NC Rep. Described Tour Of Migrant Children Center In Texas

CHARLOTTE, NC — The Trump Administration admits will miss Tuesday’s deadline to reunite some migrant children separated from their parents at the U.S. Mexico border.

Democratic Congresswoman Alma Adams says the administration need to be held accountable.

She returned to Charlotte Monday after touring a detention center in Texas.

She wants Congress to hold a hearing because staff couldn’t answer basic questions.

“They didn’t take me through the whole thing. It appeared to be organized in that way. I don’t know if that was deliberately done because early on, there was a congressman they wouldn’t let in. So they’ve done some work,” said Rep. Adams. “I want to go back unannounced.”

Rep. Adams says her visit to one of the largest facilities seemed staged.

“Not really real,” said Rep. Adams.

She says it’s called Southwest Key in Brownsville, Texas.

It used to be a big box superstore.

She says staff says 1,200 to 1,400 children are there. Approximately 150 of them were separated during the Trump Administration’s Zero Tolerance Policy.

She says an occupancy sign initially said it held just more than 900 children, but staff says that changed under the policy.

Rep. Adams says staff did not take her to the portion of the facility where children spend their first days. She says staff described that as having cots and says the children are checked out by a doctor or nurse.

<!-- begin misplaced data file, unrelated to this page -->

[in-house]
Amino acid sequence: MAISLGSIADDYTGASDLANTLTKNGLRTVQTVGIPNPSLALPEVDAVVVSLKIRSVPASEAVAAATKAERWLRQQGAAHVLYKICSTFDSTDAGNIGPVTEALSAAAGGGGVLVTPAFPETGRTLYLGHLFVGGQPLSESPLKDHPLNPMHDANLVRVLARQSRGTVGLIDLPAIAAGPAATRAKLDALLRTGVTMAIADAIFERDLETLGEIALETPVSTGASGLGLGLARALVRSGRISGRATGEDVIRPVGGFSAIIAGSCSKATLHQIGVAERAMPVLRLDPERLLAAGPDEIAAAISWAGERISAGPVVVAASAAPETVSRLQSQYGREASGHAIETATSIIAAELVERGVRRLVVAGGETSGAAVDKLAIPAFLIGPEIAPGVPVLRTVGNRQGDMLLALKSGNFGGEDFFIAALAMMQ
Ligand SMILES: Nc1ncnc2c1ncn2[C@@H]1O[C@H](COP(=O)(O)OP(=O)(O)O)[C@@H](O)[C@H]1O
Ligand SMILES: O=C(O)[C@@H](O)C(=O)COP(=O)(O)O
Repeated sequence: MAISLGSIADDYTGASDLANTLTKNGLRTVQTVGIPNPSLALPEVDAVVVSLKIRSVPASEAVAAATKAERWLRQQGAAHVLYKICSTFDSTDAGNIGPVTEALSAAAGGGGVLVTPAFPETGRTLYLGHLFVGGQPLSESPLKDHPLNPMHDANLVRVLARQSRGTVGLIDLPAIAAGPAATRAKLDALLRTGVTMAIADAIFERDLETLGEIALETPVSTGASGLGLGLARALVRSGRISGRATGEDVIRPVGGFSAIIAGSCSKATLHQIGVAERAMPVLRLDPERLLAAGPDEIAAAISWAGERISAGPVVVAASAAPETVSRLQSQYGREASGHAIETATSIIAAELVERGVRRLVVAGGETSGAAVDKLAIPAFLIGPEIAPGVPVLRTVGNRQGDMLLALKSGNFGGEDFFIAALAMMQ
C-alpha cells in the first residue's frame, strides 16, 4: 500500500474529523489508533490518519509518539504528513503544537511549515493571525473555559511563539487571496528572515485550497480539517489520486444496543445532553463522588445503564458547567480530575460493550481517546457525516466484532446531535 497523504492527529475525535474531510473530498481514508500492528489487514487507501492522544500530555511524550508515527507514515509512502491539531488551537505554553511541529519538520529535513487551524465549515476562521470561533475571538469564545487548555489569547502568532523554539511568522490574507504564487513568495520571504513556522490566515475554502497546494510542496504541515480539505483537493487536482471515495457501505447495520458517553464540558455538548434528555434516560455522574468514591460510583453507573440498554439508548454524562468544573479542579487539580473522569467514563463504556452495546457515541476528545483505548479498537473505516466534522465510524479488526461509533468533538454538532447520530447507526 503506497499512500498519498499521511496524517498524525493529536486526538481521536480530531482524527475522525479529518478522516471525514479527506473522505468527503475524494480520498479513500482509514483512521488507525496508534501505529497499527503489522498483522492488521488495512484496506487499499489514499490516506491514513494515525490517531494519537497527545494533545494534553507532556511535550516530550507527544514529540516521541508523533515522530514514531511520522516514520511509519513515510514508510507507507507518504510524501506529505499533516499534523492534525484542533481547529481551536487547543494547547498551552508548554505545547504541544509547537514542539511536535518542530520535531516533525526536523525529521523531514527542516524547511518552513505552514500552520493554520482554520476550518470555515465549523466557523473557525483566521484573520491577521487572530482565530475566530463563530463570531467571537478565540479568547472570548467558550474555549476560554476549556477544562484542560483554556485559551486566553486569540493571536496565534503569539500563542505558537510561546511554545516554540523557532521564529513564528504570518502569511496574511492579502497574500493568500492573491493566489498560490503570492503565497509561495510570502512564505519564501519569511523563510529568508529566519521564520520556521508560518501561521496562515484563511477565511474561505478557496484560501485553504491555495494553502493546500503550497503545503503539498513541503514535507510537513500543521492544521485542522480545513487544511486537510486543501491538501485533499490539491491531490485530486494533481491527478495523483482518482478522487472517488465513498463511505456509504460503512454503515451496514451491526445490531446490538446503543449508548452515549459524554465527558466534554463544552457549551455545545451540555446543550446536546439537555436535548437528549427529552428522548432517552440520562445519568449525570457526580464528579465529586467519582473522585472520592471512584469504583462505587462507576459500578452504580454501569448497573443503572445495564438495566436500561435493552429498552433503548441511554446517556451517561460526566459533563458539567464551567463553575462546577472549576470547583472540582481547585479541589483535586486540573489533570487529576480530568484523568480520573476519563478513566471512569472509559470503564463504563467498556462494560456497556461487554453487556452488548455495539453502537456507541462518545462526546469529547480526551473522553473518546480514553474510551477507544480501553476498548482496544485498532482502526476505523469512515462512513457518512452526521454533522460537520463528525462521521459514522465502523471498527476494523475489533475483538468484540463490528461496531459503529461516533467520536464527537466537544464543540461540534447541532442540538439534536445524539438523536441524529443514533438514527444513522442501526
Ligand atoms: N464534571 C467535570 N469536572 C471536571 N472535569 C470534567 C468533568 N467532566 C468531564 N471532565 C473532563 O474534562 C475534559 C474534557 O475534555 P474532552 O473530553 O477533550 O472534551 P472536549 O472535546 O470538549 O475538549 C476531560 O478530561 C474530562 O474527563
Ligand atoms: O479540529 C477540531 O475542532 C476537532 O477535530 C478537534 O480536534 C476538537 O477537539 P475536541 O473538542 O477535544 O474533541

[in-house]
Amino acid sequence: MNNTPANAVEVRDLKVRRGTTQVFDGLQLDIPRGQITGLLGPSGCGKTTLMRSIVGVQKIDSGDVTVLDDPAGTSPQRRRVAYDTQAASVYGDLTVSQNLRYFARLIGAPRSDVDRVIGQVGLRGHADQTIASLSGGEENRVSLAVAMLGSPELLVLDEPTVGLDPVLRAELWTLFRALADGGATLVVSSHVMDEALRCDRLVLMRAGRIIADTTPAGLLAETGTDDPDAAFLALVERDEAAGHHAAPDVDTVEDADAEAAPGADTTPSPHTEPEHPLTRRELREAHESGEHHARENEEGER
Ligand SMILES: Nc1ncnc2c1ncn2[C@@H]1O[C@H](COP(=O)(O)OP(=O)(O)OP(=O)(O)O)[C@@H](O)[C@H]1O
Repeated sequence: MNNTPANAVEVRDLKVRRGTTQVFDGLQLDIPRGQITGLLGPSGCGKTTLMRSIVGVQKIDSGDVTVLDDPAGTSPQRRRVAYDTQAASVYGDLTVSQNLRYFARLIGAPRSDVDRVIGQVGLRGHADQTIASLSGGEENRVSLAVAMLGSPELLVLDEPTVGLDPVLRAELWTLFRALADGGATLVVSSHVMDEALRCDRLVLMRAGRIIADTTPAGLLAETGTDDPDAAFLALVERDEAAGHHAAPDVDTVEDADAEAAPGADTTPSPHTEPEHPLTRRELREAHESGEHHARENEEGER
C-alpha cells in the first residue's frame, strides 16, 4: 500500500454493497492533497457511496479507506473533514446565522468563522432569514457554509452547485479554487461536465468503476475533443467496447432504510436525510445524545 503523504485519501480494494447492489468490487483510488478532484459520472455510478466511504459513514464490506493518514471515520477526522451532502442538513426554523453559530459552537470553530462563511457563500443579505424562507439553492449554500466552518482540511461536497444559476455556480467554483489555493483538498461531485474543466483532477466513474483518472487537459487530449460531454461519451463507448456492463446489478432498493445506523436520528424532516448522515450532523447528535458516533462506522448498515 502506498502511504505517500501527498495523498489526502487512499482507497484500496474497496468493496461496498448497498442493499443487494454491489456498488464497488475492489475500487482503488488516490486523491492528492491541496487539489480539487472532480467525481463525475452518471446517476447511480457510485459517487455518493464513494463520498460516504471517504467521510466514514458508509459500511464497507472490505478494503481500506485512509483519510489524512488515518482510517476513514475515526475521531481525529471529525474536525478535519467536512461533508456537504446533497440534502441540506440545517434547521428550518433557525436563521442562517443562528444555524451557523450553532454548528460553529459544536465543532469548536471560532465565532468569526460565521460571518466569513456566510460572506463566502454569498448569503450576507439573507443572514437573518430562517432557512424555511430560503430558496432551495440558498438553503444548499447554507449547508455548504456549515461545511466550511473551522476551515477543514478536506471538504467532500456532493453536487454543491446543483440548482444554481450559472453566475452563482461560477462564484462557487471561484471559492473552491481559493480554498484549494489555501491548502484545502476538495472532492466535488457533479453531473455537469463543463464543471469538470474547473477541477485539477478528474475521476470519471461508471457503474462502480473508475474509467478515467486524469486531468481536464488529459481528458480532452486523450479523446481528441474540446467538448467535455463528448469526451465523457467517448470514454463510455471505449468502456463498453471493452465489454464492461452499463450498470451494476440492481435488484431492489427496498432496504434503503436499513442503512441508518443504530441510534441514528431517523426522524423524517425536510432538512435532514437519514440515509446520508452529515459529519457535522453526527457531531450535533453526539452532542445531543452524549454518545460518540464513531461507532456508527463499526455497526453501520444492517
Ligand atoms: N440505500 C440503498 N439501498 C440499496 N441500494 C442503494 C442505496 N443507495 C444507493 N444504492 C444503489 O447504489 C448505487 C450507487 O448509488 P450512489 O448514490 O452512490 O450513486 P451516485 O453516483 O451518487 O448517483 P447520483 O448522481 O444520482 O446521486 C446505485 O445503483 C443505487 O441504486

She said what they showed her reminds her of a day camp.

It was all boys, ages 10 to 17. She says they did not seem separated by age.

She said children were playing outside, Spanish music was playing.

“Looks like they’re just housing them,” said Rep. Adams. “In terms of how they’re treating them, I don’t know.”

She says they wouldn’t let her talk to the kids.

Staff says they provide school.

Rep. Adams asked about the curriculum.

“It didn’t sound to me, as an educator, that they really had an organized curriculum. I did ask to see it,” said Rep. Adams. “They didn’t show me anything.”

She asked if the children ever leave the facility.

She said staff said the children can leave at any time. However, she said armed security were stationed throughout the gated complex.

“He said we take them on field trips. I said where do you go? He said, well we might take them to a movie or something,” said Rep. Adams.
Staff says 1,200 people work there.

“They have a number of young people who look to me that they may be college age supervising the playing,” said Rep. Adams.

She said staff showed her a phone with programmed numbers to social workers and counselors if the children need help or need to report abuse.

She said staff showed her another phone where children can make phone calls twice a week.

She says staff could not give her clear numbers on the number of children or how long they’ve been there.

“They couldn’t tell me how many have been reunited,” said Rep. Adams.

Nearly 3,000 children were separated under the Trump Administration zero tolerance policy. 102 are under the age of five.

A court gave the Trump Administration until Tuesday to reunite the younger ones.

The Justice Department says it could only reunite as many as 59 in time.

“I also want to go to one of the facilities where they have the younger children,” said Rep. Adams.

Some parents of kids over the age of five who are out on asylum say they are hitting roadblocks trying to get their children back, even with proof of guardianship.

Staff says children are only supposed to say there 49 days. Then, they are either deported or Department of Human Services could take over.